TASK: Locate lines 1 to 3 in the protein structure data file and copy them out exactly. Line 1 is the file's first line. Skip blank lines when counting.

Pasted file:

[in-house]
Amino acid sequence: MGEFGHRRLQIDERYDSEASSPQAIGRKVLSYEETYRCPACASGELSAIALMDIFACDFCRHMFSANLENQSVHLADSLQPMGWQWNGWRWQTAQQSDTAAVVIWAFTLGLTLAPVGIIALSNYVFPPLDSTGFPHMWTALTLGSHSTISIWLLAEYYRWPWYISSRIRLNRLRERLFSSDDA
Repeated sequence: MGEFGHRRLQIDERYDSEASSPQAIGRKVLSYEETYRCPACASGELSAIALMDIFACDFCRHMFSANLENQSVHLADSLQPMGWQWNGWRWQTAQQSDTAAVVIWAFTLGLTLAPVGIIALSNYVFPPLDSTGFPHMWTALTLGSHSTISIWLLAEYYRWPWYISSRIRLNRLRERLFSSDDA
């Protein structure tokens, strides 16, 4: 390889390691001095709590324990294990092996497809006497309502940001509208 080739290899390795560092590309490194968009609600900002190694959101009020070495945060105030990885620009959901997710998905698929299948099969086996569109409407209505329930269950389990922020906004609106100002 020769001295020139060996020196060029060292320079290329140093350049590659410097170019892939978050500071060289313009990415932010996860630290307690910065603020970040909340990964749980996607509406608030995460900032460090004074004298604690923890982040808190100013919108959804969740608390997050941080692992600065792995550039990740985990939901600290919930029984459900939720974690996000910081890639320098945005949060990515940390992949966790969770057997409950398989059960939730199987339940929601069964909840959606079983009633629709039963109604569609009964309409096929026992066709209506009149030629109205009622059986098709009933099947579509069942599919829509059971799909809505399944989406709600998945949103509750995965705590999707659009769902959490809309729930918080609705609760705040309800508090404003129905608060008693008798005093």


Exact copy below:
[in-house]
Amino acid sequence: MGEFGHRRLQIDERYDSEASSPQAIGRKVLSYEETYRCPACASGELSAIALMDIFACDFCRHMFSANLENQSVHLADSLQPMGWQWNGWRWQTAQQSDTAAVVIWAFTLGLTLAPVGIIALSNYVFPPLDSTGFPHMWTALTLGSHSTISIWLLAEYYRWPWYISSRIRLNRLRERLFSSDDA
Repeated sequence: MGEFGHRRLQIDERYDSEASSPQAIGRKVLSYEETYRCPACASGELSAIALMDIFACDFCRHMFSANLENQSVHLADSLQPMGWQWNGWRWQTAQQSDTAAVVIWAFTLGLTLAPVGIIALSNYVFPPLDSTGFPHMWTALTLGSHSTISIWLLAEYYRWPWYISSRIRLNRLRERLFSSDDA